Mongolia Democracy and Rights

Democracy and rights

Democracy is relatively stable in Mongolia. But shortcomings in the judiciary are independent and extensive corruption is a problem. The regime’s ambition to reintroduce the death penalty is a concern for human rights organizations.

Abbreviated as MNG by Abbreviationfinder, Mongolia is considered by the most democratic countries in the region. Power has changed hands several times under peaceful forms, and recent elections have, by international election observers, been classified as essentially free and fair (see Current Policy). Two major parties dominate the policy, but each is free to form new parties, although difficulties in finding funding can be an obstacle. The funds of the large parties are replenished under limited transparency and powerful business interests are assumed to have some influence over politics.

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Freedom of assembly prevails and in recent years several major demonstrations have been held, including against air pollution and for reforms in the mining industry, which are generally considered to benefit the elite. In civil society, there is a variety of organizations that work relatively freely. A national human rights authority for dialogue with civil society, but lacking sufficient resources to bring about major changes. According to an EU human rights report in Mongolia, in 2018, the authority received around 800 complaints, most of which concerned child violence, the mining industry’s over-exploitation and poor working conditions.

Women continue to be underrepresented in politics, the proportion of women in Parliament was only 17 percent in 2017 (see Social conditions). The World Economic Forum ranks Mongolia as the 58th most equated country in the world in its index of 146 countries.

Religious freedom prevails, but the government monitors religious activities. The activities of foreign communities are strictly regulated. Among other things, there is a law that restricts activities to convert the Mongols to other religions (see Religion). Ethnic minorities should be treated equally by law, but in rural areas, other Kazakhs are discriminated against. 2013 was the first Pride festival in the country’s history, but harassment and discrimination in the labor market continue to pose difficulties for LGBTQ people.

Corruption is widespread and poses a major problem. The laws against corruption are vaguely worded and used sporadically. In 2018, Transparency International ranked Mongolia 93rd in its index of expected corruption in 180 countries.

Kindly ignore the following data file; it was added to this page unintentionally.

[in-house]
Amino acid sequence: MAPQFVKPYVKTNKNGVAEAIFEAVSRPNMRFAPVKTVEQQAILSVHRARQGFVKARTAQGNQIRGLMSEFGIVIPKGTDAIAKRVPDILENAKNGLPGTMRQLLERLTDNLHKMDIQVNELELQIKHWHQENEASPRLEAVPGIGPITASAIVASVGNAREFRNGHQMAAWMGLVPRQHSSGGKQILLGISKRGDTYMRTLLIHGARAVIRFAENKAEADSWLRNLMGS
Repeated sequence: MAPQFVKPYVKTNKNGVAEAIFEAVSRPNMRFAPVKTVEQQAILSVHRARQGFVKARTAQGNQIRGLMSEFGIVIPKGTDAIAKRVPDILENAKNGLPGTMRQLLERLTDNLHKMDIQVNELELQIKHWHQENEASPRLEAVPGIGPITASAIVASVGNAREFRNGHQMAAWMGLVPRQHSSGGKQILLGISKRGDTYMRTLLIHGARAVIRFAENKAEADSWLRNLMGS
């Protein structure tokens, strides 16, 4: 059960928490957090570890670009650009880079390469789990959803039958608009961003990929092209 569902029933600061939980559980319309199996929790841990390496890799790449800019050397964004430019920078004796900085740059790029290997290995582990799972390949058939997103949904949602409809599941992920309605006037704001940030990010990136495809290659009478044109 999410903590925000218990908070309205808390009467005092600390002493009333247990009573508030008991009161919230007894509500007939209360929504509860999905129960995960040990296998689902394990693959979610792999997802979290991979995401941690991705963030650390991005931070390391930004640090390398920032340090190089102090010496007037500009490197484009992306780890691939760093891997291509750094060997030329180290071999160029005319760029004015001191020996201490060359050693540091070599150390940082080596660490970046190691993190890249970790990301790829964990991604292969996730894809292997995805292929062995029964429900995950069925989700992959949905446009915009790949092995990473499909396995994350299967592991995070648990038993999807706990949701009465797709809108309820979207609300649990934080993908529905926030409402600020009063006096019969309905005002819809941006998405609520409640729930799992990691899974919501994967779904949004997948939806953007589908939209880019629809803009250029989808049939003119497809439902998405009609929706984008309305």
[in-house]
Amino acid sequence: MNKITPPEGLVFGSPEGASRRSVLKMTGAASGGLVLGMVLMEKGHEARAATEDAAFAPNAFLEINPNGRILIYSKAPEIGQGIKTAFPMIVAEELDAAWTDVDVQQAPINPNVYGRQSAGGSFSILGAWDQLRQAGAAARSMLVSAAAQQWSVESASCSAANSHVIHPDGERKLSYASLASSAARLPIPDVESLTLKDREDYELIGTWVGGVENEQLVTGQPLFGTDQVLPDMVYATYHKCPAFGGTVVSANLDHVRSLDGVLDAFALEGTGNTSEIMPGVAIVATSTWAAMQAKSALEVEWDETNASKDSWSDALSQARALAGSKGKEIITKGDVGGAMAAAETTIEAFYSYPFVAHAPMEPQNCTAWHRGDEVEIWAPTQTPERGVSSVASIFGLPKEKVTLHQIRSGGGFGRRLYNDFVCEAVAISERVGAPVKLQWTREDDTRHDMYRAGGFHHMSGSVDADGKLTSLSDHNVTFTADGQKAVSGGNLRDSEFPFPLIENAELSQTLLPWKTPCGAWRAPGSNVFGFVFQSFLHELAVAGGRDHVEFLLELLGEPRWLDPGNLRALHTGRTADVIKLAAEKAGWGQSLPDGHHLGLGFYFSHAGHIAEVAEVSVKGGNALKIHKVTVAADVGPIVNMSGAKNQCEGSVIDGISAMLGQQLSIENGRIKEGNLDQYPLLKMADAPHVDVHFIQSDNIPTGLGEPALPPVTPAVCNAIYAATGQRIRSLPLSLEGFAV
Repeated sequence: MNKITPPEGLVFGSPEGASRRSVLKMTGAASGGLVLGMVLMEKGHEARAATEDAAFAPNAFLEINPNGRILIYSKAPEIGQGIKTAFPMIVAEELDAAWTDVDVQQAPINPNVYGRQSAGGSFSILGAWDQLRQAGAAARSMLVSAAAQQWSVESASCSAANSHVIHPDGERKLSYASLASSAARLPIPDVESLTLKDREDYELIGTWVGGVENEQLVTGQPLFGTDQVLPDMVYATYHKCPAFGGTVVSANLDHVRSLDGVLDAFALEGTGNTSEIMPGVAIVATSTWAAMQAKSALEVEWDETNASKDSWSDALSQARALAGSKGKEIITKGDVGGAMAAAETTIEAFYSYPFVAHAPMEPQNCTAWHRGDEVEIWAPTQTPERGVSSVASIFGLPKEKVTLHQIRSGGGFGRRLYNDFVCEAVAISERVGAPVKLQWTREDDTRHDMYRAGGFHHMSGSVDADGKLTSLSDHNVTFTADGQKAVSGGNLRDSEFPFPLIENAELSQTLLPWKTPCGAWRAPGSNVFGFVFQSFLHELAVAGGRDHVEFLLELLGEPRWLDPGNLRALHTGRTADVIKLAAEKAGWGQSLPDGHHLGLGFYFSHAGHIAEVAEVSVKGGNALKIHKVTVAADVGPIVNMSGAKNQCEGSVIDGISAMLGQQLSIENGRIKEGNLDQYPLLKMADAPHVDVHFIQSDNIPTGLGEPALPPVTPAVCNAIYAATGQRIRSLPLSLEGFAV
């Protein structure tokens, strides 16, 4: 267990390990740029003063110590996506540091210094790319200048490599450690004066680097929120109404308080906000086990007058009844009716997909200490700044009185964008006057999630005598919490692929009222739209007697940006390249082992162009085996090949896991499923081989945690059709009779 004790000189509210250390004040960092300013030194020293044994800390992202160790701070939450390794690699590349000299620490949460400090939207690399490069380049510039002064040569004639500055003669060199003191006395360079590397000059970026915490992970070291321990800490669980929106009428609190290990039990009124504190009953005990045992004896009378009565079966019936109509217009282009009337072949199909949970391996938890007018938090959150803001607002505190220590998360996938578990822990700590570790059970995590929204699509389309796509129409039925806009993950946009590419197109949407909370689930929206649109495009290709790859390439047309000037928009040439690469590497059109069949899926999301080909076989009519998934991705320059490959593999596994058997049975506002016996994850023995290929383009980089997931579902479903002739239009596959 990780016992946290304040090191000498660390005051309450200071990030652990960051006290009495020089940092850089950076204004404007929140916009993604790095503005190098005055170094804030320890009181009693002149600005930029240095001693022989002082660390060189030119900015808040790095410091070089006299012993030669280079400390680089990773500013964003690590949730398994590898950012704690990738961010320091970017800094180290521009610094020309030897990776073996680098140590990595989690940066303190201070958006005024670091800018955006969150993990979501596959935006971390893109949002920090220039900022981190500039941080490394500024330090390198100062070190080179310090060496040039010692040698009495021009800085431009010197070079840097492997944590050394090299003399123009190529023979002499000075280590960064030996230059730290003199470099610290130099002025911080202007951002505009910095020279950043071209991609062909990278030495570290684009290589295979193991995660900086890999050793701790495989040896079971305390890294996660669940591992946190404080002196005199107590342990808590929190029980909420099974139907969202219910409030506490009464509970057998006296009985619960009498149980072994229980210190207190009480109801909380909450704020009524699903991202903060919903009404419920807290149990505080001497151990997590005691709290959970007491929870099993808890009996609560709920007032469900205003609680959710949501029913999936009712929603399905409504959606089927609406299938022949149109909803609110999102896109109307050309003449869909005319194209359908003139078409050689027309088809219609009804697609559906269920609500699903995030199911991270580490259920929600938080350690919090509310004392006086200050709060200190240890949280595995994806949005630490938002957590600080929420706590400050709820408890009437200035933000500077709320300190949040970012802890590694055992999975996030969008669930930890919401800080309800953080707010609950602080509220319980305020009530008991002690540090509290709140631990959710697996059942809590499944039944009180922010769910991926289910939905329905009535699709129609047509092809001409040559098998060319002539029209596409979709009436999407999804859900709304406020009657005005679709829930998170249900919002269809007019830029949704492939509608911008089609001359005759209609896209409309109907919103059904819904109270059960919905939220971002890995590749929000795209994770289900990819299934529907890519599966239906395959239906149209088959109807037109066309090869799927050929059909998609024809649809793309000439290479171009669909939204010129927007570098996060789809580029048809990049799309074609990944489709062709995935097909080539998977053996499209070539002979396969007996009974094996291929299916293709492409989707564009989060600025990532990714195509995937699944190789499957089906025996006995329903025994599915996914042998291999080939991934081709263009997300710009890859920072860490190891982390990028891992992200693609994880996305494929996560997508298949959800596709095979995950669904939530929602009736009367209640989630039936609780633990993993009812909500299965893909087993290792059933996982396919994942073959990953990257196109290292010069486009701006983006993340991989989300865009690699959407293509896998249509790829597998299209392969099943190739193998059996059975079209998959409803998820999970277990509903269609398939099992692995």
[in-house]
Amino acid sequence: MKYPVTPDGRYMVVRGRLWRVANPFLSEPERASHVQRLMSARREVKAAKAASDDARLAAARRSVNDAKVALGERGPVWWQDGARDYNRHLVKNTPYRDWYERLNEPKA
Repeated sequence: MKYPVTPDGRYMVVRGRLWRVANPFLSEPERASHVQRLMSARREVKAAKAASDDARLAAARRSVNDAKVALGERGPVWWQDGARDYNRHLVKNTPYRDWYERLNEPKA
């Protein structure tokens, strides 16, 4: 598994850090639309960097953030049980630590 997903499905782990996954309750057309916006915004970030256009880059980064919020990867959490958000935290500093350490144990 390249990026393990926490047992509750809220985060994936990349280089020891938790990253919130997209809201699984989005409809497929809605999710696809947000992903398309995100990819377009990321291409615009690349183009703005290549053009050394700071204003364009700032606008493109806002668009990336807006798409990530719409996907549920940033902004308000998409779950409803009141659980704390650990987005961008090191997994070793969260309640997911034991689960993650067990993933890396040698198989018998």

Freedom of expression and media

Freedom of speech is generally respected and individuals can usually criticize state powers without the risk of reprisals.

The situation for the press has improved in recent years, but a local organization working for freedom of the press testifies to continued pressure from the police, authorities and business interests. 23 percent of journalists surveyed in a 2018 survey stated that they sometimes apply self-censorship to avoid collision course with ownership interests or powerful politicians and businessmen. It has happened that journalists who reported corruption among power holders have been convicted of slander and in 2017 several media simultaneously protested against stricter advocacy laws by publishing black boxes on their front pages. There is also information about corruption in the media, especially in connection with the recent election.

A revelation in 2018 about corruption in a state-owned fund that resulted in the resignation of four ministers is seen as a sign of freshness for investigative and free journalism in the country. Reporters Without Borders places Mongolia at 70 in its index of freedom of the press in 180 countries.

Judicial system and legal security

The judicial system has been adapted to democratic norms and the courts are now independent of the state power (see Justice). However, many judges are criticized for favoring the state’s interests at the expense of the individual. The fact that the judiciary does not succeed in prosecuting corruption to a greater extent is seen by many as a failure of the system and a sign that the judicial system is also corrupt. In the summer of 2019, the regime fired the head of the country’s anti-corruption authority and later also 19 judges, citing that they were suspected of corruption. State intervention has been criticized by, among others, Transparency International, which emphasizes the importance of the independence of the judiciary.

The death penalty was abolished in 2015 but in 2018 the regime opened for a reintroduction, which was criticized by human rights organizations. Torture is prohibited, but there are reports of enforced confessions within the police. Prison guards have also been accused of using torture.

Mongolia Crime Rate & Statistics